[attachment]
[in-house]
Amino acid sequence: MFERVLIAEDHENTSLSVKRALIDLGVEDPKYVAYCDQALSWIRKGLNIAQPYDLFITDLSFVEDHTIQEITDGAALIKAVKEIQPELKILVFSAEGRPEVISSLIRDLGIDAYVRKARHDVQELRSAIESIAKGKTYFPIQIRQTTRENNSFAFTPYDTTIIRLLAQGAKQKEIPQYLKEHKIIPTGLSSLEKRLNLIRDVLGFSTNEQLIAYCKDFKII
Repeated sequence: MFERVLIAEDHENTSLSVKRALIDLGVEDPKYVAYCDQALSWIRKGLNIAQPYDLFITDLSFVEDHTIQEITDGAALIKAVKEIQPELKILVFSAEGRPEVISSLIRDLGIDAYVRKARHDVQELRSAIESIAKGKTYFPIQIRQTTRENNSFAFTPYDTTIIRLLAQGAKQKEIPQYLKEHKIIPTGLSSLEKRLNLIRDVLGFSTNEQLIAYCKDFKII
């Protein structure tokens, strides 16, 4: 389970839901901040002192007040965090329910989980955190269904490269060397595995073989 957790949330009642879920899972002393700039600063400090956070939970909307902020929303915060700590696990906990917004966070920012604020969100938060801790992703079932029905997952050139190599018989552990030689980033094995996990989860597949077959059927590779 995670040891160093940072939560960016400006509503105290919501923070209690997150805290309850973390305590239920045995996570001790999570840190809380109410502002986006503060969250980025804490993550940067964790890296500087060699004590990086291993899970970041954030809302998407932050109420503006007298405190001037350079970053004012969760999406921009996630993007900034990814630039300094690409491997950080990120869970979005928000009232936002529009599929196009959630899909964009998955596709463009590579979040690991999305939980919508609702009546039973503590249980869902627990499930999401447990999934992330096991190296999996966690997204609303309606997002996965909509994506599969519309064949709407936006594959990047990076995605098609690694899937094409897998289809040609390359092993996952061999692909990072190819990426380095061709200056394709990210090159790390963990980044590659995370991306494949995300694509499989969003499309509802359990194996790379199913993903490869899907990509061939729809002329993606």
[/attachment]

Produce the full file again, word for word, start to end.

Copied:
[in-house]
Amino acid sequence: MFERVLIAEDHENTSLSVKRALIDLGVEDPKYVAYCDQALSWIRKGLNIAQPYDLFITDLSFVEDHTIQEITDGAALIKAVKEIQPELKILVFSAEGRPEVISSLIRDLGIDAYVRKARHDVQELRSAIESIAKGKTYFPIQIRQTTRENNSFAFTPYDTTIIRLLAQGAKQKEIPQYLKEHKIIPTGLSSLEKRLNLIRDVLGFSTNEQLIAYCKDFKII
Repeated sequence: MFERVLIAEDHENTSLSVKRALIDLGVEDPKYVAYCDQALSWIRKGLNIAQPYDLFITDLSFVEDHTIQEITDGAALIKAVKEIQPELKILVFSAEGRPEVISSLIRDLGIDAYVRKARHDVQELRSAIESIAKGKTYFPIQIRQTTRENNSFAFTPYDTTIIRLLAQGAKQKEIPQYLKEHKIIPTGLSSLEKRLNLIRDVLGFSTNEQLIAYCKDFKII
């Protein structure tokens, strides 16, 4: 389970839901901040002192007040965090329910989980955190269904490269060397595995073989 957790949330009642879920899972002393700039600063400090956070939970909307902020929303915060700590696990906990917004966070920012604020969100938060801790992703079932029905997952050139190599018989552990030689980033094995996990989860597949077959059927590779 995670040891160093940072939560960016400006509503105290919501923070209690997150805290309850973390305590239920045995996570001790999570840190809380109410502002986006503060969250980025804490993550940067964790890296500087060699004590990086291993899970970041954030809302998407932050109420503006007298405190001037350079970053004012969760999406921009996630993007900034990814630039300094690409491997950080990120869970979005928000009232936002529009599929196009959630899909964009998955596709463009590579979040690991999305939980919508609702009546039973503590249980869902627990499930999401447990999934992330096991190296999996966690997204609303309606997002996965909509994506599969519309064949709407936006594959990047990076995605098609690694899937094409897998289809040609390359092993996952061999692909990072190819990426380095061709200056394709990210090159790390963990980044590659995370991306494949995300694509499989969003499309509802359990194996790379199913993903490869899907990509061939729809002329993606």